Consumer mobile data use way up, but not panning out for carriers
A Nielsen report showing an 89% rise in data use, but a 46% drop in price per MB could offer proof of operator’s burden.
The average American smartphone user is blowing through approximately 89 percent more data than just a year ago, according to a June report from Nielsen that analyzed the cell phone bills of 65,000-plus consumers.
Driving such growth, said the firm, are smartphones with app-friendly operating systems — Apple's iOS, Google's Android and even Windows Phone 7. While the average Windows Phone 7 owner used 149 MB in the fourth quarter of 2010, by the first quarter of 2011 he was up to 317 MB. Taking a broader view, the average iPhone owner used 313 MB of data during the first quarter of 2010; a year later that average has climbed to 492. Data-hungriest of all, Android users have increased their use from an average of 312 MB a year ago to now 582 MB.
Great news for those manning the bytes? Not really.
"Even as data usage has almost doubled, most users are paying around what they did a year ago for data," Don Kellogg, Nielsen's senior manager of Telecom Research & Insights, wrote in a June 17 blog post. "That translates to a lower cost per unit of data consumed. The amount the average smartphone user pays per unit of data has dropped by nearly 50 percent in the last year, from 14 cents per megabyte (MB) to a mere 8 cents.
"Unlimited," a fine word, speaks directly to the American consciousness, assuaging our fears of containment — and overage fees (CP: The singular solution to bill shock: Think like the customer thinks) — while stoking our delight in openness, potential, gross abundance, even. Unlimited plans have been a customer favorite, which actually worked in the carriers' favor, Nielsen reported a year earlier, following similar analysis, as the majority of wireless subscribers — a stunning 99 percent — were actually paying for much more data than they would ever use.
"The vast majority of customers ... are better off with a pricing scheme like AT&T’s new [tiered] data pricing model than under flat-rate pricing," wrote Roger Entner, vice president of Nielsen's Research and Insights Telecom Practice.
The nation's largest carriers have since moved to tiered pricing, but the speed at which data consumption is currently growing, writes Kellogg, is having "huge implications" for wireless carriers.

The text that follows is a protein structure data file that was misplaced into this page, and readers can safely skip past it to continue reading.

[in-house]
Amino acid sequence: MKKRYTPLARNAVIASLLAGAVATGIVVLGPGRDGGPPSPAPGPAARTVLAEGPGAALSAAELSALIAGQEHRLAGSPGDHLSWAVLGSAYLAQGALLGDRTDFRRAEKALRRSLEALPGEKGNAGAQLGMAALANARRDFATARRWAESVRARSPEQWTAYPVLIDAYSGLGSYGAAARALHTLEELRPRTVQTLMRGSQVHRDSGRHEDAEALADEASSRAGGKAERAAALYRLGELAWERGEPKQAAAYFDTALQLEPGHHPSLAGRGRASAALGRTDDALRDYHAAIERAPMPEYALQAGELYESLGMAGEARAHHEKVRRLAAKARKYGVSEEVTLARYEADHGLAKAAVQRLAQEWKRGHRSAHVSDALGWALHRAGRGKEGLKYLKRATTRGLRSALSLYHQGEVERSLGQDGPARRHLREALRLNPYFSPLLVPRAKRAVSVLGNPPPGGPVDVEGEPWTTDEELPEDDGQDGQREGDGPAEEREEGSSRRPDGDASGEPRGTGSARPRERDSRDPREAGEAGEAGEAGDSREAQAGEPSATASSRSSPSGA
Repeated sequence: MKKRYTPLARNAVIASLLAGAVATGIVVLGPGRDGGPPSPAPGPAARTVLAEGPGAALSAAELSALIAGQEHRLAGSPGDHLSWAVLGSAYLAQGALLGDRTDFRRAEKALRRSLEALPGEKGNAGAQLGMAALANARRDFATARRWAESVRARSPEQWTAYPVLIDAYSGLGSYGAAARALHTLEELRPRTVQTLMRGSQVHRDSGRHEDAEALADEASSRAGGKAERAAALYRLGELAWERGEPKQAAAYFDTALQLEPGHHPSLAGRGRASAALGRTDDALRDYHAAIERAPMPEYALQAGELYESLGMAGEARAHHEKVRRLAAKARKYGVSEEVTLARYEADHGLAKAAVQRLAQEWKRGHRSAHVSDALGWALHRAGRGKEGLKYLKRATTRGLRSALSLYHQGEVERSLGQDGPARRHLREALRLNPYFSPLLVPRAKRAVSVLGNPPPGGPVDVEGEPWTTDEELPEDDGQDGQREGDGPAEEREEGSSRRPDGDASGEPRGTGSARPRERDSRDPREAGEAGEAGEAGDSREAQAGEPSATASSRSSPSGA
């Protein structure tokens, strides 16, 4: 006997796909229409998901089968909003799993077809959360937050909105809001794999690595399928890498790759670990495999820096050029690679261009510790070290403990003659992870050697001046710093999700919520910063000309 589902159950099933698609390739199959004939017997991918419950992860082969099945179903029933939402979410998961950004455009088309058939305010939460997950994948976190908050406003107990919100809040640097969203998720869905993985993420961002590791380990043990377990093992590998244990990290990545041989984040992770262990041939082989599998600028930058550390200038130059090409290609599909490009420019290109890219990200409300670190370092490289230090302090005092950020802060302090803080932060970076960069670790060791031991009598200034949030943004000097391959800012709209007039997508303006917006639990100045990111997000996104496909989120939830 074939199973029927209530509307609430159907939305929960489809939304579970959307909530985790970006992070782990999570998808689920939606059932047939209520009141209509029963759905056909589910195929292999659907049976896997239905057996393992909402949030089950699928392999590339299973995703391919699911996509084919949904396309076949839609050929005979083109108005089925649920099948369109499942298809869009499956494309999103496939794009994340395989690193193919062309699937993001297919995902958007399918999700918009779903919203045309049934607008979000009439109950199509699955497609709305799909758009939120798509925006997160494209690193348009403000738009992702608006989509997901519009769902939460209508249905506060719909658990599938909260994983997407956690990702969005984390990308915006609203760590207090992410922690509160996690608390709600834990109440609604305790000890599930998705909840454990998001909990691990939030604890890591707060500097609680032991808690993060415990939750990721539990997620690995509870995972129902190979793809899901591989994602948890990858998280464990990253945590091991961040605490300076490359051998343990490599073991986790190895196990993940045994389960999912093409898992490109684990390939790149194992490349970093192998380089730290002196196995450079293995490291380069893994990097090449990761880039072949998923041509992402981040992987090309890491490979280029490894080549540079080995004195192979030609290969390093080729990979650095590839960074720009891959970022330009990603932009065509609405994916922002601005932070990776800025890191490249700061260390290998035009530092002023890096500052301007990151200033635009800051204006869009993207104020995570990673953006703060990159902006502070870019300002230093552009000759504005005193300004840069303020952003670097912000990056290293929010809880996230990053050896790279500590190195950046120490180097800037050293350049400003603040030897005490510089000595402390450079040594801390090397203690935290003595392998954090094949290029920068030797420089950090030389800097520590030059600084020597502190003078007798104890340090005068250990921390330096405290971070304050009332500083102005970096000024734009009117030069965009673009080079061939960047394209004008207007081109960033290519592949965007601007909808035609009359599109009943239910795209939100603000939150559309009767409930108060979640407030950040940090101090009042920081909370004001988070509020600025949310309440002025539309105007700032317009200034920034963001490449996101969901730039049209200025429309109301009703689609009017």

Added to the average user's increase, data use among the top 10 percent of users — those in the 90th to 99th percentiles for data use — is up 109 percent, while the very worst offenders — those in the 99th percentile — are using 155 percent more data than a year ago.
Data Usage – and the AT&T-T-Mobile deal
One such implication is of course the pressure to expand and fortify networks, and the study could work in the favor of at least one operator, AT&T, as it argues (with the "burden of proof" on its shoulders, per the Federal Communications Commission) that its proposed $39 billion purchase of T-Mobile is in the best interests of consumers.
In written testimony presented to the Senate Subcommittee on Antitrust, Competition Policy and Consumer rights, AT&T CEO Randall Stephenson submitted that data volumes supported on the iPhone-clogged network have risen by 8,000 percent over the last four years. And with tablets and mobile HD video growing more popular, the challenge for carriers will only heighten.
In 2015, by mid-February, Stephenson estimated, the AT&T network will carry the same amount of traffic that it did for the whole of 2010.
"To meet the ever increasing demand by consumers," Stephenson argued, "we have to find ways to get more capacity from existing spectrum," which is what AT&T believes its purchase of T-Mobile will accomplish.
Its competitors, for now, will presumably have to figure out the same problem for themselves.
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